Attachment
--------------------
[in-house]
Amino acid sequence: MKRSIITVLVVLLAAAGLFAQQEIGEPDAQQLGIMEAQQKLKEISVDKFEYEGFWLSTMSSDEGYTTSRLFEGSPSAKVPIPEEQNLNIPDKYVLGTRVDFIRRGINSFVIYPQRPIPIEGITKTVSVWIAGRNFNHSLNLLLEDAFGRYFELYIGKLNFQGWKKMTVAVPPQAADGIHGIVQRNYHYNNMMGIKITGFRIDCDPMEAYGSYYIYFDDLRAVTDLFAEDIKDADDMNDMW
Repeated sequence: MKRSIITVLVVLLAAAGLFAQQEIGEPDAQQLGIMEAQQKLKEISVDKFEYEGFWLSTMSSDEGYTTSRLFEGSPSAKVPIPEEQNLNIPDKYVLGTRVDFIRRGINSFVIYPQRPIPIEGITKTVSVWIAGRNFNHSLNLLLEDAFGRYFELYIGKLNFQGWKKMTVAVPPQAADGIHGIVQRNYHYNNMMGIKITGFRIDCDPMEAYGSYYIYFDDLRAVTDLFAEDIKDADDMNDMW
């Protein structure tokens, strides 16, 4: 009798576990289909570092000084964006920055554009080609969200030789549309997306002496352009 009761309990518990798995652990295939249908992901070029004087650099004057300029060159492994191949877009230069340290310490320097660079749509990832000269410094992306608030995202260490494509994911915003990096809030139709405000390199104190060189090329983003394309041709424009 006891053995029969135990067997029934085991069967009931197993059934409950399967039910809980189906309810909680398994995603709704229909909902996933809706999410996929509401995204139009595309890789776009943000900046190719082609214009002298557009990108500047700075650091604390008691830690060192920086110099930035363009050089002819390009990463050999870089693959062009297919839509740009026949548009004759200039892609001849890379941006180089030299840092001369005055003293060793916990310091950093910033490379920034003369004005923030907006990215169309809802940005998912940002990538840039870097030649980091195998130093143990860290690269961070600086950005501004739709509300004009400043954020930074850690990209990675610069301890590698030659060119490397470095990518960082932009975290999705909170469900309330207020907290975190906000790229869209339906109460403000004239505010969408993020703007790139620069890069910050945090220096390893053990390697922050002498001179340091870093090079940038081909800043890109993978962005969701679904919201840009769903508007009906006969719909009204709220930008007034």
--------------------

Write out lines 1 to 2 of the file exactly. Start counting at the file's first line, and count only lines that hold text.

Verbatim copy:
[in-house]
Amino acid sequence: MKRSIITVLVVLLAAAGLFAQQEIGEPDAQQLGIMEAQQKLKEISVDKFEYEGFWLSTMSSDEGYTTSRLFEGSPSAKVPIPEEQNLNIPDKYVLGTRVDFIRRGINSFVIYPQRPIPIEGITKTVSVWIAGRNFNHSLNLLLEDAFGRYFELYIGKLNFQGWKKMTVAVPPQAADGIHGIVQRNYHYNNMMGIKITGFRIDCDPMEAYGSYYIYFDDLRAVTDLFAEDIKDADDMNDMW